Three blocks south on the other side of Wilshire is The Peninsula Hotel, one of the most fashionable spots for young aficionados to gather. Late in the afternoon, especially on Thursdays, the bar fills with young smokers: agents, producers, music and video sharpsters obviously on the make, eager to be seen with a $20 cigar jammed in their lips. Still, the Peninsula is a joy, an island of taste and refinement in a town not otherwise known for subtlety or grace. For anyone interested in high chic, impressing a date, or in just taking time out to enjoy a fine cigar, this is the place.

"Cigars are a good business for us right now," says Peninsula beverage manager Rucci. "I can sell 20 or 30 cigars a night, and it has picked up just in the past six months. We have always been a cigar milieu, and we were well-placed when cigars really took off." As in New York, Chicago and San Francisco, "the big thing now is the women," Rucci says, and women are very particular about the style and atmosphere of where they smoke in public. "The environment has so much to do with it," he says. "If the cigars are good, the room smells good, and for women that's very important."

The Ritz-Carlton in Marina del Rey has a similar appeal, along with something more: a cigar-friendly terrace overlooking the marina, an ideal spot to smoke a cigar and watch a sunset. As in San Francisco, the Ritz-Carlton here has turned cigars into a major commercial attraction. At a cigar tasting in August, the hotel attracted 30 aficionados, many of them women, at $25 a pop. At a full cigar dinner in June, some 50 people paid $65 for a gourmet meal complete with cigars and a moonlit view of the Pacific.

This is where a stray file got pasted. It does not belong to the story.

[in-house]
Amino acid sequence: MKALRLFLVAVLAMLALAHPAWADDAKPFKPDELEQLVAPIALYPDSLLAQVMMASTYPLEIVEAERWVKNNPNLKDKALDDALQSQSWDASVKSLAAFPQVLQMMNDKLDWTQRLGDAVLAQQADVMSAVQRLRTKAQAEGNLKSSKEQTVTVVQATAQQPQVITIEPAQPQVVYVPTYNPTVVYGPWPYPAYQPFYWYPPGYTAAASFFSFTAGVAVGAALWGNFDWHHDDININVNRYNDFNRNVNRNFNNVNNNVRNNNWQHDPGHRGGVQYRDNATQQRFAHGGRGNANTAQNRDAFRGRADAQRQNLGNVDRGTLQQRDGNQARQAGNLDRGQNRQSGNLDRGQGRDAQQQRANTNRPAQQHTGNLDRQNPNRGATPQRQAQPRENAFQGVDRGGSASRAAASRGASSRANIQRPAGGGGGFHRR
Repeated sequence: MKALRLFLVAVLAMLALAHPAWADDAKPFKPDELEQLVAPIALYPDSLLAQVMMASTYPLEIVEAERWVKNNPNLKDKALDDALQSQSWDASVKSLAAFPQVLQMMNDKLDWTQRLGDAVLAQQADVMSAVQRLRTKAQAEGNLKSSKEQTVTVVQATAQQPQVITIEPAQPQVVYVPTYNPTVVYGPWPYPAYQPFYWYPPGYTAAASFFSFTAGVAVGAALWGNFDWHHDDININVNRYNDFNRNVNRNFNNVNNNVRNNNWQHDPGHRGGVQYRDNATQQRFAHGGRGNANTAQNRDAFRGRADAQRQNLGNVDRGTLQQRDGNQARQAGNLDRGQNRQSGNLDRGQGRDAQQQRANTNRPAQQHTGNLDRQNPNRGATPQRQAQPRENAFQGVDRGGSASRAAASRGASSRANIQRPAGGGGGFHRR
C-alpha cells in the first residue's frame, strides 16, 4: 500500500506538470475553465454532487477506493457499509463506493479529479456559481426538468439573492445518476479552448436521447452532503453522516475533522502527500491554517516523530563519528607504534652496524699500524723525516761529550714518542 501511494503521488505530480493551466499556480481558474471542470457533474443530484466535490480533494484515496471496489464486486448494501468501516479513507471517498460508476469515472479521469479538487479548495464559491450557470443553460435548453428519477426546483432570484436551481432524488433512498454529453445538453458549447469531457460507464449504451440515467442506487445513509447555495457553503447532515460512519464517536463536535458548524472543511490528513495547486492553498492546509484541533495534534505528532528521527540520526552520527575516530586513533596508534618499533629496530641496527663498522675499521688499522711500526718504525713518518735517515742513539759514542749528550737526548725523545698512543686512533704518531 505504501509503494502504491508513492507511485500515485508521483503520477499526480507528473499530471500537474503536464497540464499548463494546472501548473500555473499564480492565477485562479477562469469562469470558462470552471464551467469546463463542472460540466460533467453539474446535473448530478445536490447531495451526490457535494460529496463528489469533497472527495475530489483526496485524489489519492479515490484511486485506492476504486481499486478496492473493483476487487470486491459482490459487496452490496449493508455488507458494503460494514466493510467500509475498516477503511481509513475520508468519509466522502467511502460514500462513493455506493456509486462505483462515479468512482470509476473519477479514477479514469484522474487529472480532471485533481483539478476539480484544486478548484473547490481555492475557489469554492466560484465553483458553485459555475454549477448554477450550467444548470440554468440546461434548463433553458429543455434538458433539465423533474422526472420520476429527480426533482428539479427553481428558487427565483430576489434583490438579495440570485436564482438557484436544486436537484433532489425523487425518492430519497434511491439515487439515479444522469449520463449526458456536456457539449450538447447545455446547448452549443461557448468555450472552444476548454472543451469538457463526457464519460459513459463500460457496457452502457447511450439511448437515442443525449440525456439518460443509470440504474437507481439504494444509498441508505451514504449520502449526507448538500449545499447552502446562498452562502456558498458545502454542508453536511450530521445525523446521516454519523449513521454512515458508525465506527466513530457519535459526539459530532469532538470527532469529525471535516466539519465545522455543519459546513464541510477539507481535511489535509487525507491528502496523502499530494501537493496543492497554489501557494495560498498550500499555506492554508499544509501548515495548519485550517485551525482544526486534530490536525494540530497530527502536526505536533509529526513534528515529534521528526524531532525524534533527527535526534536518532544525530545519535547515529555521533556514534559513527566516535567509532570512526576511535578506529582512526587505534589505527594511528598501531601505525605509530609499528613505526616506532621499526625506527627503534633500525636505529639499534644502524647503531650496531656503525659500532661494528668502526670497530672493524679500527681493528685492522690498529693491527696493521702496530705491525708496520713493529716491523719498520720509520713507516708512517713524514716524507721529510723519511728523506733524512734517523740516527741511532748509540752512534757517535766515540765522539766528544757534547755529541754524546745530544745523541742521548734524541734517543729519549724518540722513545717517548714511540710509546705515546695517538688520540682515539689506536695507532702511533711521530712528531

After cocktails and a cigar at The Peninsula or The Ritz, young aficionados have a broad choice of cigar-friendly dinner spots, no matter where in Los Angeles they care to go. One favorite of the L.A. smart set is Rockenwagner's in Santa Monica. The restaurant features elegant European cuisine, leisurely dining, and a congenial bar with a well-stocked humidor, handcrafted by owner Hans Rockenwagner. He also features cigars as part of his regular "stammtisch," a community table he likes to put together for friends and simpatico clients. "The 'stammtisch' is an old, respected tradition in southern Germany," Rockenwagner says. "The word means table, but it also means the stem of a tree or tribe. Good food and good conversation were always part of the tradition. And now cigars are part of the tradition, too."

The Beverly Hills Pipe & Tobacco Co. is another hot gathering spot for young aficionados. Formerly known as The Tinder Box, the shop is a cluttered cubbyhole with an established clientele dating back 22 years, to when cigars were still an all-male bastion. Judging from one recent afternoon, it is still predominantly a guy place, although owner Todd Kornguth says he is seeing more and more female customers. Kornguth, a 26-year-old entrepreneur who took over the shop from his father, does some of his biggest business on Saturday afternoons during football season, when his shop fills with young guys who like to smoke a good cigar and watch college football on TV. During the week, Todd does a brisk trade with local firemen and policemen who, after their shifts, like to come in for a smoke. So much for the notion that the present cigar boom is confined to upscale yuppies and wanna-bes.